Cincinnati; the barometer in Missouri is about fourtenths of an inch lower than on Erie and on the Gulf.
Fresh north and west winds are prevailing in the
north; southerly winds in the south. Probabilities
[emphasis added]; it is probable that the low pressure
in Missouri will make itself felt decidedly tomorrow
with northerly winds and clouds on the Lakes, and
brisk southerly winds on the Gulf."
Weather Prediction Technology
of the Late 1800s
• The essential approach…simple temporal
• No fronts, but they understood that
discontinuities existed.
• Little understanding of the evolution of
weather systems.
Atmospheric “Model”
Shaw Forecasting Book 1911
The Next Major Advance
• The Norwegian Cyclone Model, around
Norwegian Cyclone Model
• Provided a coherent consistent picture of
airflows, clouds, and precipitation of
cyclones and fronts
• Provided a model for frontal and cyclone
evolution, aiding future prediction.
Beginning of Reliable Upper Air
• The first true radiosonde that sent precise
encoded telemetry from weather sensors
was invented in France by Robert Bureau.
Bureau coined the name "radiosonde" and
flew the first instrument on January 7, 1929.
1940s: Upper Air Charts Became
• Gave a 3D picture of what was happening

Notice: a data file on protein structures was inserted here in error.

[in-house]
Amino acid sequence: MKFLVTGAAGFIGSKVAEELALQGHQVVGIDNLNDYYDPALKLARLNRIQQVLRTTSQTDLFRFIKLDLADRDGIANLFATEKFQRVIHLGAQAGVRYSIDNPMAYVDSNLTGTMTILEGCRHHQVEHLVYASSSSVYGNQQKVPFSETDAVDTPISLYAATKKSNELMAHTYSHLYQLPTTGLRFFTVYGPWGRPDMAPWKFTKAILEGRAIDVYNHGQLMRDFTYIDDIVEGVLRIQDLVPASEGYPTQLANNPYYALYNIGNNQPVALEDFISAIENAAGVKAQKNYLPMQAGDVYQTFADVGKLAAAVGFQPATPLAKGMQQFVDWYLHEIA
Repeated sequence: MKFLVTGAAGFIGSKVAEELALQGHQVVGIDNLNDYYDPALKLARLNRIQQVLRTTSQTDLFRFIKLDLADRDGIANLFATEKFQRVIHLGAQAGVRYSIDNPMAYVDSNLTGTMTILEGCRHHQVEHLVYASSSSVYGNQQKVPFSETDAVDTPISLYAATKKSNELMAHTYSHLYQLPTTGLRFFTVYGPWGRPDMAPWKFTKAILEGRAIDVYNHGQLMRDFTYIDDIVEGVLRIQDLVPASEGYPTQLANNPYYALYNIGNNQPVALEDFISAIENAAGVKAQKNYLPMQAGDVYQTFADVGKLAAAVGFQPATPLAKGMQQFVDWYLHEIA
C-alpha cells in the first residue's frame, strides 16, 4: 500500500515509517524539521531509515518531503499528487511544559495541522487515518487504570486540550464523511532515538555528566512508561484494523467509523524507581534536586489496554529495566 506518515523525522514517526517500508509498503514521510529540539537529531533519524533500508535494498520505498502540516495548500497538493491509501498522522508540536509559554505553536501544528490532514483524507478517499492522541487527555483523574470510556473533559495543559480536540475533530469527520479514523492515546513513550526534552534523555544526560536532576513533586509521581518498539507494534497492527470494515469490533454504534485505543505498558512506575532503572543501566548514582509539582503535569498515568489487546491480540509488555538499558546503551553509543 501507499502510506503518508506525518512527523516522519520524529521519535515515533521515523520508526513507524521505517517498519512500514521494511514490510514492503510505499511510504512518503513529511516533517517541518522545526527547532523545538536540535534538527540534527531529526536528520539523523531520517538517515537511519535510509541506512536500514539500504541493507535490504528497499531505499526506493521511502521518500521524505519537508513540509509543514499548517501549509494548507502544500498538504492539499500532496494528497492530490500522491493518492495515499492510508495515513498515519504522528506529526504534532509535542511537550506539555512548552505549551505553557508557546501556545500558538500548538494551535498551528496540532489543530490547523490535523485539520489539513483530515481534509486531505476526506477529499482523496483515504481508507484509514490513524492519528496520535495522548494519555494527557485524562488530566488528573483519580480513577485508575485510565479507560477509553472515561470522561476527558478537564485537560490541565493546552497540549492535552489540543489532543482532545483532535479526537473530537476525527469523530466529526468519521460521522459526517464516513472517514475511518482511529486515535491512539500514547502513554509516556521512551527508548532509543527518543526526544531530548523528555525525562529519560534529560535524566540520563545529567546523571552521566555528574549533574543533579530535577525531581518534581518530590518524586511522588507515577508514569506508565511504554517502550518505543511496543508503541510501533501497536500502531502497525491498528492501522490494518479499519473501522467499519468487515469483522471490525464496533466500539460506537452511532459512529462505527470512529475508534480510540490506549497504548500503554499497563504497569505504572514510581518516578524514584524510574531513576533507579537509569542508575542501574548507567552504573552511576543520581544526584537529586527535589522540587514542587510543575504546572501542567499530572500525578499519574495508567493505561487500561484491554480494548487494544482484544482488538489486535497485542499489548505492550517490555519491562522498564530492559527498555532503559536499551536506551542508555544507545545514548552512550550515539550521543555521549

• Upper flow steered storms, and thus
provided a tool for forecasting cyclone
Summary I
• Prior to approximately 1955, forecasting was
basically a subjective art, and not very skillful.
• The technology of forecasting was basically
subjective extrapolation of weather systems, in the
latter years using upper level flow.
• Local weather details—which really weren’t
understood-- were added subjectively.
The Development of NWP
• Vilhelm Bjerknes in his
landmark paper of 1904
suggested that NWP was
– A closed set of equations
existed that could predict
the future atmosphere
(primitive equations)
– But NWP wasn’t practical
then because there was no
reasonable way to do the
computations and sufficient
data for initialization did
not exist.
L. F. Richardson: An Insightful
But Unsuccessful Attempt
• In 1922 Richardson
published a book
Weather Prediction by
Numerical Process that
described an approach to
solving the primitive
equations: solving the
equations on a grid using
finite differences.
L. F. Richardson
• He attempted to make a numerical forecast using a
mechanical calculator
• Unfortunately, the results were not good, probably
because of problems with his initial conditions.
L. F. Richardson
• He imagined a giant theater filled with
human calculators…
• So NWP had to wait until a way of doing
the computations quickly was developed
and more data…especially aloft… became